Friday, April 20, 2012

Looking some more at Chilliwack-Hope

First, yes, I agree, I missed the NDP winning this.  I did not read the dynamic of the race correctly and misread who was motivated to vote and who was not.

Look at the total vote over a series elections:

Party       1991   1996   2001   2005   2009   2012
Liberals    8601   8977  13814  11368   9885   4399
Right Wing  7619   3110      0      0   1198   3548
NDP         5866   5749   2155   6534   5638   5772
Greens       241    220   1511   1651    951      0
Others         0   5548    968    343     93    294
Spoiled      408    107     94    118     95
Total      22149  24467  18542  20014  16960  14013
Libs+Right 16220  17635  13814  11368  11083   7947
Right wing means Socred in 1991, Reform in 1996 and Conservative in 2009 and 2011.  In 1996 MLA Bob Chisholm ran as an independent

The turnout was around 42%, which is decent for a by-election.

The NDP clearly managed to get roughly the same number of long term votes they get in this area.   The only election they were not in the 6000+-500 vote range was in 2001.   Add 3500 to 4000 to the 2001 result and the total voter turn out rises to 22,000 to 22,500.

What I take from this is that the people voting NDP are more motivated to get out and vote and supporters of the BC Liberals and conservatives generally were not motivated to vote.    Even if one adds the 2009 Green vote to the NDP support, the outcome in the by-election is better than the turnout would have predicted.  NDP supporters turnout at about a 53% level.  Yes, some of this is because some BC Liberal voters voted for the NDP, certainly Laurie Throness is too far to the right for some federal Liberal types.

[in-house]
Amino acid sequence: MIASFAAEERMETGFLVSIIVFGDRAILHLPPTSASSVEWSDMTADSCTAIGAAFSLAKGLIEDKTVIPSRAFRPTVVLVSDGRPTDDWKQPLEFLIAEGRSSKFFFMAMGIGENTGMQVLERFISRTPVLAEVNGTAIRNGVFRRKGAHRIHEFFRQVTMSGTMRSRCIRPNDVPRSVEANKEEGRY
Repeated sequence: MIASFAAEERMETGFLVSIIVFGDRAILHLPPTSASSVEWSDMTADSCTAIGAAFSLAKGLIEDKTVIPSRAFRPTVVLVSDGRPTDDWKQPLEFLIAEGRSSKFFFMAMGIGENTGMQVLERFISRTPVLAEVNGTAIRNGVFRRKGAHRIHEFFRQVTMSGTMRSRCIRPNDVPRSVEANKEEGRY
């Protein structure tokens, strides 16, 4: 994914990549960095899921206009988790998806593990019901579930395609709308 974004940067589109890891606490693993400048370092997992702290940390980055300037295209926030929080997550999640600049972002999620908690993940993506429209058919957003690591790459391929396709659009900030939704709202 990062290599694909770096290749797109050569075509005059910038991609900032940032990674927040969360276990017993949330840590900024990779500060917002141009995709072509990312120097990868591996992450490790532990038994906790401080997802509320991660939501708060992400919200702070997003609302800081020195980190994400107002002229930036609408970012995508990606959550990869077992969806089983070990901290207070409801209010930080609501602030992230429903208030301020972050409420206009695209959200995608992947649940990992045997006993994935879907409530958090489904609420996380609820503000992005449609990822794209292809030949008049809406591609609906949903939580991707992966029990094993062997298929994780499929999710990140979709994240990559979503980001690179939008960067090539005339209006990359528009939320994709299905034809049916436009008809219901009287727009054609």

The combined centre-right and right vote was down 3100 and 3400 from the last two general elections.  On a 42% turnout in the by-election, with all else equal, the right would have had 9000 votes, 1000 more than they achieved.   The effective turn out the right was more like 36%.  

Even if the right had achieved a higher turnout and the NDP turnout was lower,  the Liberals would likely still have won.  It would have been a very close race.

Over 21 years the fall in support in this area has all been on the right.   Federally in the same area over the same time the right wing vote has held up better when one adjusts for changes to the riding populations.   Turnout federally in 2008 and 2011 is running seven percentage points higher than the provincial turnout in 2009.   Applied provincially, this is shortfall of 2400 voters.

So what was the impact of no Green candidate?  If a Green ran, I suspect they would have taken around 700 votes.  So where would those votes come from?   I suspect 150 from the Libertarian, 300 from the NDP and 250 from non-voters.   I do not think a Green would have had any impact on the by-election.'   

If in the general election next year we have a turn out of 52-55%, this will mean 3300 to 4300 more voters than in this by-election.   Who would these voters be?   Are there enough NDP supportive voters for them to retain the seat?  Can the Liberals gain enough in the votes to make up the 1400 vote gap?   Will enough Conservative voters vote Liberal in 2013 to change the outcome?  Without knowing what will happen on the right over the next ten months, it is hard to say now how this seat will turnout in 2013.
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